Solid-state fermentation: a promising microbial technology for secondary metabolite production

T Robinson, D Singh, Poonam Singh - Nee Nigam

Research output: Contribution to journalArticle

152 Citations (Scopus)

Abstract

Solid state (substrate) fermentation (SSF) has been used successfully for the production of enzymes and secondary metabolites. These products are associated with the stationary phase of microbial growth and are produced on an industrial scale for use in agriculture and the treatment of disease, Many of these secondary metabolites are still produced by submerged liquid fermentations (SmF) even though production by this method has been shown to be less efficient than SSF As large-scale production increases further, so do the costs and energy demands. SSF has been shown to produce a more stable product, requiring less energy, in smaller fermenters, with easier downstream processing measures. In this article we review an important area of biotechnology, since the recent evidence indicates that bacteria and fungi, growing under SSF conditions, are more than capable of supplying the growing global demand for secondary metabolites.
LanguageEnglish
Pages284-289
JournalApplied Microbiology and Biotechnology
Volume55
Issue number3
Publication statusPublished - Apr 2001

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Fermentation
Technology
Biotechnology
Agriculture
Fungi
Bacteria
Costs and Cost Analysis
Enzymes
Growth

Cite this

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title = "Solid-state fermentation: a promising microbial technology for secondary metabolite production",
abstract = "Solid state (substrate) fermentation (SSF) has been used successfully for the production of enzymes and secondary metabolites. These products are associated with the stationary phase of microbial growth and are produced on an industrial scale for use in agriculture and the treatment of disease, Many of these secondary metabolites are still produced by submerged liquid fermentations (SmF) even though production by this method has been shown to be less efficient than SSF As large-scale production increases further, so do the costs and energy demands. SSF has been shown to produce a more stable product, requiring less energy, in smaller fermenters, with easier downstream processing measures. In this article we review an important area of biotechnology, since the recent evidence indicates that bacteria and fungi, growing under SSF conditions, are more than capable of supplying the growing global demand for secondary metabolites.",
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Solid-state fermentation: a promising microbial technology for secondary metabolite production. / Robinson, T; Singh, D; Singh - Nee Nigam, Poonam.

In: Applied Microbiology and Biotechnology, Vol. 55, No. 3, 04.2001, p. 284-289.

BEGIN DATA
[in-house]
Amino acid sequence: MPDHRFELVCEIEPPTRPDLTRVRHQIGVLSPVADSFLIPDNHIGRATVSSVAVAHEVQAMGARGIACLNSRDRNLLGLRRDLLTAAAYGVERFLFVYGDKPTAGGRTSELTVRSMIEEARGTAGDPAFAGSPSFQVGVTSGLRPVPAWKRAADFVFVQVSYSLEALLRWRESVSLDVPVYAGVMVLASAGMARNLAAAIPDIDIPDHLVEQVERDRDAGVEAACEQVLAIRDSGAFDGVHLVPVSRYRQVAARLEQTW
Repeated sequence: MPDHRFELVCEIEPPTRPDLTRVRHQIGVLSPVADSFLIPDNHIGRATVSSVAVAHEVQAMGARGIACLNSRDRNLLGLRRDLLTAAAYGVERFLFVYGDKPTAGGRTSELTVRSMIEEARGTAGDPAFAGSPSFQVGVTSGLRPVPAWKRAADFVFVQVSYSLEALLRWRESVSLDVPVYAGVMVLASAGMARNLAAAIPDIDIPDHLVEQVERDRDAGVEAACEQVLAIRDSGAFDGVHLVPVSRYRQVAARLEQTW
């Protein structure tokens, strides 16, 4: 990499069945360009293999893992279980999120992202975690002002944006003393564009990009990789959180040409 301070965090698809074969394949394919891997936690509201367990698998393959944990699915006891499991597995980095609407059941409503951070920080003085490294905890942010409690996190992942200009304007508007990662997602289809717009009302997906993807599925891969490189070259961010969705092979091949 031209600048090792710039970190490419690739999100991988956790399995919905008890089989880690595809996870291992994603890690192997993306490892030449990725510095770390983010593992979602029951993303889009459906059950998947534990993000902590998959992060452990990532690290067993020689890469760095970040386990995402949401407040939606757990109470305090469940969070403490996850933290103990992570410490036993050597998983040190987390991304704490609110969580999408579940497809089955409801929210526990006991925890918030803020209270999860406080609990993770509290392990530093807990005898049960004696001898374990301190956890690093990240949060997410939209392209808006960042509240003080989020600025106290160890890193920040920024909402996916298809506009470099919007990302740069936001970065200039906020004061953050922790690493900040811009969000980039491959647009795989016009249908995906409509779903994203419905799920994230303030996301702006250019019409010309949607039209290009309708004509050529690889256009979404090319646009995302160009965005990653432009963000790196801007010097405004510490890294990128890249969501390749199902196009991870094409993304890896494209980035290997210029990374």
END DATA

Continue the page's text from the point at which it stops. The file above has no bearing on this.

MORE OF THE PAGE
Research output: Contribution to journalArticle

TY - JOUR

T1 - Solid-state fermentation: a promising microbial technology for secondary metabolite production

AU - Robinson, T

AU - Singh, D

AU - Singh - Nee Nigam, Poonam

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N2 - Solid state (substrate) fermentation (SSF) has been used successfully for the production of enzymes and secondary metabolites. These products are associated with the stationary phase of microbial growth and are produced on an industrial scale for use in agriculture and the treatment of disease, Many of these secondary metabolites are still produced by submerged liquid fermentations (SmF) even though production by this method has been shown to be less efficient than SSF As large-scale production increases further, so do the costs and energy demands. SSF has been shown to produce a more stable product, requiring less energy, in smaller fermenters, with easier downstream processing measures. In this article we review an important area of biotechnology, since the recent evidence indicates that bacteria and fungi, growing under SSF conditions, are more than capable of supplying the growing global demand for secondary metabolites.

AB - Solid state (substrate) fermentation (SSF) has been used successfully for the production of enzymes and secondary metabolites. These products are associated with the stationary phase of microbial growth and are produced on an industrial scale for use in agriculture and the treatment of disease, Many of these secondary metabolites are still produced by submerged liquid fermentations (SmF) even though production by this method has been shown to be less efficient than SSF As large-scale production increases further, so do the costs and energy demands. SSF has been shown to produce a more stable product, requiring less energy, in smaller fermenters, with easier downstream processing measures. In this article we review an important area of biotechnology, since the recent evidence indicates that bacteria and fungi, growing under SSF conditions, are more than capable of supplying the growing global demand for secondary metabolites.

M3 - Article

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SP - 284

EP - 289

JO - Applied Microbiology and Biotechnology

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